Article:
Fulton authority gives tax breaks to projects in hot markets, AJC finds

Critics question lucrative deals in areas where developers are racing to build.
A luxury apartment complex under construction at 99 West Paces Ferry Road was awarded an estimated $3.35 million tax break from the Development Authority of Fulton County. (Hyosub Shin / Hyosub.Shin@ajc.com)



A luxury apartment complex under construction at 99 West Paces Ferry Road was awarded an estimated $3.35 million tax break from the Development Authority of Fulton County. (Hyosub Shin / Hyosub.Shin@ajc.com)

The website for 99 West Paces says the 13-story apartment tower “is the comfortable side of Buckhead,” a nod — whether intentional or not — to the Tuxedo Park mansions, St. Regis Hotel and prestigious private schools and social clubs that line one of Atlanta’s wealthiest thoroughfares.

The high-rise will boast such premium amenities as a wellness center with yoga studio, a “resort-style pool” with private cabanas and 24-hour concierge service.

In June 2019, the Development Authority of Fulton County (DAFC) awarded developers of the luxury building an estimated $3.35 million tax break over 10 years. In exchange, the developer pledged “its best efforts” to reserve a few dozen units as “workforce housing” at rents affordable to households making $100,000 to $120,000 a year — double the wages most experts consider as eligible for subsidized workforce housing in metro Atlanta.

The Atlanta Journal-Constitution reviewed 99 West Paces and more than 80 projects granted tax breaks by DAFC. The AJC found they were overwhelmingly concentrated in fast-growing areas where market conditions were extremely favorable or came with few public benefits, raising questions about the need for taxpayer subsidies. The AJC also found many of the Fulton authority’s deals lowered the potential to raise tax money for completion of the Atlanta Beltline.

DAFC granted preliminary or final approval to more than $328 million in tax breaks to developers and major corporations since January 2018, the AJC’s analysis found. Intended to stimulate development that wouldn’t otherwise happen or recruit companies to Fulton, nearly three-quarters of those dollars were granted for projects north of I-20 in places such as Buckhead and Midtown and rapidly gentrifying areas along the length of the Beltline.

The Beltline as originally envisioned was supposed to generate much of its funding through the growth of future property tax revenue.

Though apartments, hotels and office buildings are sprouting like mushrooms there, the city recently levied a new tax on commercial properties and apartments within a half-mile of the 22-mile-long loop of parks and trails because new property taxes have fallen far short of projections.

The AJC analysis shows DAFC has granted more than $58 million in tax breaks for new projects on the Beltline since the beginning of 2018, long after the building boom started. That’s about three-fifths of the $100 million in bonds the city hopes to finance with its new taxes on businesses.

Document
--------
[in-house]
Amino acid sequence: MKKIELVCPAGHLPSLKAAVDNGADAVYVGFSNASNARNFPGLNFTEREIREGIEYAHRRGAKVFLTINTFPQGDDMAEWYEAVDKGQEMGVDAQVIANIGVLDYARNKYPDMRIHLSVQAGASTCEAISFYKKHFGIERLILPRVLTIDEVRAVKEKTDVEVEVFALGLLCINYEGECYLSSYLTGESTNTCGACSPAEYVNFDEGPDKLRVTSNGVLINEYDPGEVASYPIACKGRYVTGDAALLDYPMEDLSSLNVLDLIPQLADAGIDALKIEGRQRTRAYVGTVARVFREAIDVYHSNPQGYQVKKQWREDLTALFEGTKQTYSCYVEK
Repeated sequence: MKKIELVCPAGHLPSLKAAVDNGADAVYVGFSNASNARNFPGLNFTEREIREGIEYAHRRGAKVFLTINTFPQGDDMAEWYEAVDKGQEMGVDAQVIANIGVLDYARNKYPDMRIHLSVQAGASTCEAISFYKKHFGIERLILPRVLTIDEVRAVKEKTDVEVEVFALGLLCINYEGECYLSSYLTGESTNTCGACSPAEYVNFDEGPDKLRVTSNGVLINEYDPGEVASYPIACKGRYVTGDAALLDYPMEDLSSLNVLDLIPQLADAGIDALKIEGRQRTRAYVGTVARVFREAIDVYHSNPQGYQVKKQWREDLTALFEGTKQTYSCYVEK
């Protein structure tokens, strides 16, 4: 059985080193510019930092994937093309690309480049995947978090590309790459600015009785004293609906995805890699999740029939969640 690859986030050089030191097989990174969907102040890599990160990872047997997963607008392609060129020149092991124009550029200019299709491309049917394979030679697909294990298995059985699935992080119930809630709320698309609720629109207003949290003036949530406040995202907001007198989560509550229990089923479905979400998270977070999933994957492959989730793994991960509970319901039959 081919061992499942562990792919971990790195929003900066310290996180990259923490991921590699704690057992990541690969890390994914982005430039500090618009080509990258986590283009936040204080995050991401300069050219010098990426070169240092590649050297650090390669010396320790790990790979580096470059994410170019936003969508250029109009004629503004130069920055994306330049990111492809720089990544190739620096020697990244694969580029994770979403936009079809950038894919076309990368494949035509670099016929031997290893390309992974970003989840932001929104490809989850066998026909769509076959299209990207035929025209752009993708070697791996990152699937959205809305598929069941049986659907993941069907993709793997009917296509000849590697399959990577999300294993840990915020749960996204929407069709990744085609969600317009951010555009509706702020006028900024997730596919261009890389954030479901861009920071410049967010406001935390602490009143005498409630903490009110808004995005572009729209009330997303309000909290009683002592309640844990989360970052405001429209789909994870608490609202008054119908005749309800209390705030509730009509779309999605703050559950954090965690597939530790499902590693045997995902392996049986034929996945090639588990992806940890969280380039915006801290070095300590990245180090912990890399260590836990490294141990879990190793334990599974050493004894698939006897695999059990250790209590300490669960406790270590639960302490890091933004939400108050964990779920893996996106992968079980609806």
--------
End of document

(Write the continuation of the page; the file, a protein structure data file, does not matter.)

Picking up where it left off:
“You’re going to have a hard time convincing me or anyone else that Buckhead, Midtown or the Beltline need any help attracting deals,” said former Atlanta Public Schools Board Chairman Courtney English. “They’re some of the most attractive areas to live or do business in the country.”

The AJC found that DAFC’s internal operations incentivize the agency to cut deals. DAFC largely funds itself from the fees that it charges developers for the tax breaks it grants.

And the agency’s previous executive director, who earned a base salary of $250,000, had a bonus plan that paid him an extra 10% if the authority generated at least $2 million in fee revenue — a threshold the authority routinely eclipses.

I-20 is a rough line dividing whiter and wealthier northern Fulton from southern Fulton, which has a higher percentage of Black and poor households. North of that line, DAFC tends to support luxury apartments, gleaming mixed-use high-rises and high-dollar hotels. South of the freeway, the bulk of projects consist of warehouses and other industrial properties with low-wage jobs, the AJC found.

DAFC granted a tax break to a mixed-use development that includes a new Google office at 1105 W. Peachtree St. in Midtown. The AJC found that DAFC granted dozens of tax breaks to developments in hot real estate markets such as Midtown. (Hyosub Shin / Hyosub.Shin@ajc.com)


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Nathan Jensen, a professor of government at the University of Texas at Austin who studies economic development strategies, reviewed the AJC’s findings, and said he was surprised by the scope of DAFC’s program.

The best incentive programs, he said, have defined goals and give targeted support to prime the pump in underserved areas, promote growth of specific industries or encourage companies to create jobs at higher than the median average wage.

The Fulton authority, Jensen said, seems to have incentivized nearly every type of high-demand development “in some of the most attractive areas of the state” with few minimum requirements for public benefits.

“To be honest, this looks so bad that people are either asleep at the wheel or people don’t care,” Jensen said. “You can’t say with a straight face that this is adding value to the community.”

Necessary incentives?

In recent months, reporting by the AJC revealed a culture of loose financial oversight at DAFC. Board members paid themselves per diems or stipends that county commissioners said may not have been legal.